Africa Notes: Soviet Assistance to Africa: The New Realities - May 1990
May 22, 1990
An epoch of Soviet assistance to Africa is drawing to a close. Moscow now faces mounting economic difficulties at home and is in reduced strategic competition with the West. The traditional priorities that shaped Soviet foreign aid policy throughout most of the postwar era are dissolving and new ones have not yet been established. Thus, it seem appropriate to assess past results in this area and to outline options for the future.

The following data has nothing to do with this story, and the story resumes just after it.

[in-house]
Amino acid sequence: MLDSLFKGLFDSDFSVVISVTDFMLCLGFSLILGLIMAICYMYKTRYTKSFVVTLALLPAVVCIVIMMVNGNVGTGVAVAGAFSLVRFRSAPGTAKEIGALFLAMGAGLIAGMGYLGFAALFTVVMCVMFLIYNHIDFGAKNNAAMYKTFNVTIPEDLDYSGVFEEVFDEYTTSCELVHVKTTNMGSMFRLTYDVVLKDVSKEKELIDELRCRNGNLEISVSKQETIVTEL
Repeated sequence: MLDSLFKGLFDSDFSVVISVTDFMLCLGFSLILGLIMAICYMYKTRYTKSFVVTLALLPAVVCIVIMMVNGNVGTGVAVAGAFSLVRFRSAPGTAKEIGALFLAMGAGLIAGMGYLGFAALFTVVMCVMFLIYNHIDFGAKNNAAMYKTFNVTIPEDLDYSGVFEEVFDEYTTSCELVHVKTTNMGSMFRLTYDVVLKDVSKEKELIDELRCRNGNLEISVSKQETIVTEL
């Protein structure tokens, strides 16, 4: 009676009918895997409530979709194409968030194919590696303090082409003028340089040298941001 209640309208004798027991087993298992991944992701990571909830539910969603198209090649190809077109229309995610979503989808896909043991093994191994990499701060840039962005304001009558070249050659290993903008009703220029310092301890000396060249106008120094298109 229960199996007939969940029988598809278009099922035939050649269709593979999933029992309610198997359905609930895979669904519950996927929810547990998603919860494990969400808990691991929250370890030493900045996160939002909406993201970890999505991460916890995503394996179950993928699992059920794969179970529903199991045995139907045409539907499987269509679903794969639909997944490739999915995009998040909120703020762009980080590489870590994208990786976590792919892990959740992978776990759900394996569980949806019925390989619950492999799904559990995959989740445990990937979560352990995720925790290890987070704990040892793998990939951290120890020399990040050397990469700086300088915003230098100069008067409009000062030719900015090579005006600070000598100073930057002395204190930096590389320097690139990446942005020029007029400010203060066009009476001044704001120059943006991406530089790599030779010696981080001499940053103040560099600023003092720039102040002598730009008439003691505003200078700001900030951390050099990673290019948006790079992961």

Soviet analysts speak of a "pause" in Soviet-African relations. Some even use the term "crisis of confidence" and explain Soviet Foreign Minister Eduard Shevardnadze's visit to seven African states in March 1990 in terms of the need to overcome this crisis. These opinions are justified, but only for the short run. With old links weakening, new ones are being forged to replace them. Some of these new African links will arise from the opening up of the Soviet economy. Aid will inevitably follow trade.